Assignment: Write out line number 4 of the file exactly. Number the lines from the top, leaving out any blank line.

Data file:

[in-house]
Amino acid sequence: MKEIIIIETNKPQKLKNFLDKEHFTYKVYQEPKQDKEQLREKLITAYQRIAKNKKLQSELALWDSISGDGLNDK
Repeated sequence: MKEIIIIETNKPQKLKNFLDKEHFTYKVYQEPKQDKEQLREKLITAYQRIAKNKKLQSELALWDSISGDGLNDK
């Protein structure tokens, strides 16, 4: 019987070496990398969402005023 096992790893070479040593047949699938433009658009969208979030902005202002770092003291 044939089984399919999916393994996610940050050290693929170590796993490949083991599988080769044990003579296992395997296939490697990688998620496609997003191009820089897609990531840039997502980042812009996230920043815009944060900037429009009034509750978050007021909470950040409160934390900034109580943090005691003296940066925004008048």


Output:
């Protein structure tokens, strides 16, 4: 019987070496990398969402005023 096992790893070479040593047949699938433009658009969208979030902005202002770092003291 044939089984399919999916393994996610940050050290693929170590796993490949083991599988080769044990003579296992395997296939490697990688998620496609997003191009820089897609990531840039997502980042812009996230920043815009944060900037429009009034509750978050007021909470950040409160934390900034109580943090005691003296940066925004008048």